Drugs and Crime

Topics: Drug addiction, Opioid, Cannabis Pages: 5 (1513 words) Published: September 26, 2010
Drugs and Crime

Drugs and crime are literally everywhere. Drug abuse and crime go hand-in-hand. Drugs cause crime. Legalizing drugs is not the answer. Punishments should fit the crime. Repeat offenders should have harsher punishments. The history of drugs shows increasing drug use, abuse, and crime rates that relate to drug use and abuse.

The History of Drugs

“Human beings have always had a desire to eat or drink substances that make them feel relaxed, stimulated, or euphoric.” Drug history, Drug Rehabs.Org. Drug use goes far back in history when people used “strong medicine” such as herbal remedies. Herbal remedies were used for pain killers and other healing purposes such as ointments for cuts and bruises and liniments for sore muscles and backs. Medicine men were also the people to go to for health problems and aches and pains. As society progressed, new drugs and “pain relievers” were being introduced into the mainstream. Tonics that were the “cure all for various problems like male and female pattern baldness, warts, acne, and the common cold were sold publicly and usually made with alcohol and gave the consumer an effect from taking the tonic, so they assumed it was working and did not care. Alcohol was used as a pain reliever, usually as whiskey or brandy and was used for patients that had chronic pain such as back pain, cancer, and arthritis. People knew little of the consequences of the long term effects of drug use in the early years as they do in present times. “As with any drugs, some recreational drugs are addictive, most are harmful to one's health, and some are illegal in most places.” Drug Rehabs.Org.

Crime and Drug Use

Statistics show that drugs do cause crime. “In 2004, 17% of U.S. State prisoners and 18% of Federal inmates said they committed their current offense to obtain money for drugs.” US Bureau of Justice Statistics, 2004. “In a 2007 study of 10 U.S. counties, 40 percent of the arrestees tested positive for marijuana.” Katel, P. 2009. Crimes are mainly drug-related and the majority of drug abusers are repeat-offenders. “Today we have more than 500,000, an increase of 1,200 percent . . . and a significant percentage of those are incarcerated for possession or nonviolent offenses stemming from drug addiction.” Katel, P. 2009. People, when under the influence of drugs are more susceptible to being influenced into doing things they normally would not, like committing crimes. Drugs reduce inhibitions and can cause euphoric hallucinations resulting in actions from the user that would not normally happen and can cause unsafe acts that can affect him or her and other people in his or her lives negatively.

Crime and Punishment

Lawmakers are repeatedly in the process of passing new and more stringent laws that will increase punishments for repeat offenders. Drug abusers repeatedly offend. Lawmakers are in the process of sharply increasing punishments so that repeat offenders will not be as likely to repeat these offenses. “Some of the most aggressive efforts were made in the name of combating drugs, a problem whose interstate and international dimensions justified federal intervention.” Law and law enforcement, 1993-1996. Statistics show that drug-related crime tops the list in arrests. *Estimated totals of top seven arrest offenses in the United States, 2007 Type of arrest Number of arrests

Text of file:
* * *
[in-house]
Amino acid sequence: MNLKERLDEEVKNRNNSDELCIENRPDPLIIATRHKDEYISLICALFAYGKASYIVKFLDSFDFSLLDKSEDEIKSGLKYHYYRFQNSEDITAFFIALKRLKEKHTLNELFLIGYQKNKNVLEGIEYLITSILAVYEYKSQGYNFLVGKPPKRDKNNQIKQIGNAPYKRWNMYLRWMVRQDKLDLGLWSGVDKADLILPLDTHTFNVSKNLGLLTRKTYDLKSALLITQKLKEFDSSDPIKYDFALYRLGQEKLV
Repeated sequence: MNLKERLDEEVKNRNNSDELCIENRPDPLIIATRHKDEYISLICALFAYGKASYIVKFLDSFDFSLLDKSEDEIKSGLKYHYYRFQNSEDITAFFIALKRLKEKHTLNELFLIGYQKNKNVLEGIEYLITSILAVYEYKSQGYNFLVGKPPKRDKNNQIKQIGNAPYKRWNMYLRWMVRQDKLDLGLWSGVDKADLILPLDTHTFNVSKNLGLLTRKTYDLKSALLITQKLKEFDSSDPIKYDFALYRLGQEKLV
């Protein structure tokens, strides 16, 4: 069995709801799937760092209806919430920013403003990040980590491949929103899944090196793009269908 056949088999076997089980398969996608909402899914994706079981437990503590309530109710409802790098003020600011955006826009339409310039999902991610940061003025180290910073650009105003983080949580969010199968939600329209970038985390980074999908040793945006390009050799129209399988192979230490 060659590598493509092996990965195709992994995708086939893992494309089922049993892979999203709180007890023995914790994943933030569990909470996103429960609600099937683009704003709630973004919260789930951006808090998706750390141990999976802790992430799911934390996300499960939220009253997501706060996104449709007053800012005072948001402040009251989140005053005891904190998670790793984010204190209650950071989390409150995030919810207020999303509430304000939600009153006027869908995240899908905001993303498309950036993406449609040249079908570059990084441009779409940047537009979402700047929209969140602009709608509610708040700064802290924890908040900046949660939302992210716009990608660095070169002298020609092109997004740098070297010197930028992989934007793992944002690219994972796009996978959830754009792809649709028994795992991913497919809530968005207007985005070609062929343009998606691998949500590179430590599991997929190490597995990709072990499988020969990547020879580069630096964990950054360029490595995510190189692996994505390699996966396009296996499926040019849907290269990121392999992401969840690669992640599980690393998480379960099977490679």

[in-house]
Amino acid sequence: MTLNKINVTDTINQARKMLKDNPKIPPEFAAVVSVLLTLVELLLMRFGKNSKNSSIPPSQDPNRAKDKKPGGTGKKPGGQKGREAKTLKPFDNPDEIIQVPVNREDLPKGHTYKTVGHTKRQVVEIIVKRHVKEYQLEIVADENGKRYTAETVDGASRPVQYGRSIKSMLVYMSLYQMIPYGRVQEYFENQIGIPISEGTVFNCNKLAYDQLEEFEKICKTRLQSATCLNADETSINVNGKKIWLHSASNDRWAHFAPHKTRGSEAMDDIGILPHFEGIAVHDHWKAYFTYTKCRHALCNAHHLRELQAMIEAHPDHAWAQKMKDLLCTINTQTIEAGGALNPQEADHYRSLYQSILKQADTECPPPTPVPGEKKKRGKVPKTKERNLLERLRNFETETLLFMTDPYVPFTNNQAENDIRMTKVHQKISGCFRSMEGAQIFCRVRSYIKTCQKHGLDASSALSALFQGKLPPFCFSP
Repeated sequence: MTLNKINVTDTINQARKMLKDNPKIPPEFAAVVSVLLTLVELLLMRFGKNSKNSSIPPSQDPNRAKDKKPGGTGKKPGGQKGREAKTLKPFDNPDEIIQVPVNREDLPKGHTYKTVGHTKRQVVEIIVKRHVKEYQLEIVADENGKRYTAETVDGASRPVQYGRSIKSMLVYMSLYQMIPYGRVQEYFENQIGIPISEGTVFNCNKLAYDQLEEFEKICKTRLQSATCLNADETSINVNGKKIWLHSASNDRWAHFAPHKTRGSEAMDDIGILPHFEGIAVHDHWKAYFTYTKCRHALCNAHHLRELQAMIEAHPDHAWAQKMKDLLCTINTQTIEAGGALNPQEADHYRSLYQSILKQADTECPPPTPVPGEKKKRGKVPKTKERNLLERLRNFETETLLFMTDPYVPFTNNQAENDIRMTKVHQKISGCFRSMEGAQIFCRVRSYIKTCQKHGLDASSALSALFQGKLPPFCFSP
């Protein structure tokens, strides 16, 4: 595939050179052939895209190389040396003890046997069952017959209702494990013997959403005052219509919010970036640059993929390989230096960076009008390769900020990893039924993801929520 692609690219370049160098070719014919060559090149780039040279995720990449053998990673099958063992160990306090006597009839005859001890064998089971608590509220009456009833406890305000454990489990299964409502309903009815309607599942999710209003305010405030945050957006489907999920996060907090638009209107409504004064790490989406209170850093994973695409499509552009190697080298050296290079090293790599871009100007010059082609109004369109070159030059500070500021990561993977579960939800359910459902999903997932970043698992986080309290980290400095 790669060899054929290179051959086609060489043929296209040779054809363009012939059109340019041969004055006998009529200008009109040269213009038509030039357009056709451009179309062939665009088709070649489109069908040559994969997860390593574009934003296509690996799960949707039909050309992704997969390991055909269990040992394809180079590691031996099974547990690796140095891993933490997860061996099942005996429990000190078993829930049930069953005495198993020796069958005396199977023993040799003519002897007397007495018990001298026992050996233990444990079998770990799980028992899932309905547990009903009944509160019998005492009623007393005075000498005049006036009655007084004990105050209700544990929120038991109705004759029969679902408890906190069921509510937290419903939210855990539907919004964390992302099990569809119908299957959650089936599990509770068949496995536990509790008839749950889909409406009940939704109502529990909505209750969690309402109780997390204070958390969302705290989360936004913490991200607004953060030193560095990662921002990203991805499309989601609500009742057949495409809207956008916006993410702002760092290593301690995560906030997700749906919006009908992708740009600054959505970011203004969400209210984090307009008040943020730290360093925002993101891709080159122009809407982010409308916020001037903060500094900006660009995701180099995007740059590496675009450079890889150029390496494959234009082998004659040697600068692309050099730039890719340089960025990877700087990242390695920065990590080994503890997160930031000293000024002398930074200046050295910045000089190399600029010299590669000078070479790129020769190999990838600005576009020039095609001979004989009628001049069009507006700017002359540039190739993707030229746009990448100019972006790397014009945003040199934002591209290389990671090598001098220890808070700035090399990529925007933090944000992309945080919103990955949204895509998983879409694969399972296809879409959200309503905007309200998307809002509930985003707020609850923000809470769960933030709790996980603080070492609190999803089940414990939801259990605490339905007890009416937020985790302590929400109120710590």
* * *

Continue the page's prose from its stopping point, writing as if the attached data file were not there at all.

Total arrests 14,209,400
Drug abuse violations 1,841,200
Driving under the influence 1,427,500
Simple assaults 1,305,700
Larceny/theft 1,172,800
Disorderly conduct 709,100
Liquor laws 633,600
Drunkenness 589,400
*United States bureau of Justice Statistics, October 1, 2002

Crime and punishment reform and proper education is needed in order to reduce drug abuse and crime.

The Legalization of Marijuana

Marijuana is a widely used drug and often referred to as the “gateway drug” and can lead to the use of...

References: Katel, P. (2009, June 12). Legalizing marijuana. CQ Researcher, 19, 525-548. Retrieved July 31, 2010, from CQ Public Affairs Collection, http://library.cqpress.com/cqpac/cqresrre2009061200.
Law and law enforcement, 1993-1996 legislative overview. (1997). In Congress and the nation, 1993-1996 9 http://library.cqpress.com/cqpac/catn93-0001453196.
Clark, C. S. (1993, September 3). Suburban violence. CQ Researcher, 3, 769-792. Retrieved July 31, 2010, from CQ Researcher Online, http://library.cqpress.com/cqresearcher/cqresrre1993090300
Reports of the President 's Commission on Organized Crime. (1987). In Historic documents of 1986. Washington: CQ Press. Retrieved July 31, 2010, from CQ Press Electronic Library, CQ Public Affairs Collection, http://library.cqpress.com/cqpac/hsdc86-0001151146. Document ID: hsdc86-0001151146.
Cooper, M. H. (2000, July 28). Drug-policy debate. CQ Researcher, 10, 593-624. Retrieved July 31, 2010, from CQ Public Affairs Collection, http://library.cqpress.com/cqpac/cqresrre2000072800
Masci, D. (2002, March 15). Preventing teen drug use. CQ Researcher, 12, 217-241. Retrieved July 31, 2010, from CQ Public Affairs Collection, http://library.cqpress.com/cqpac/cqresrre2002031500
DrugRehabs.Org http://www.drug-rehabs.org/drughistory.php
US Bureau of Justice Statistics, 2004, http://en.wikipedia.org/wiki/Drug-related_crime
US Bureau of Justice Statistics, 2007, http://bjs.ojp.usdoj.gov/content/glance/drug.cfm
US bureau of Justice Statistics, October 1, 2002, http://bjs.ojp.usdoj.gov/index.cfm?ty=pbdetail&iid=780
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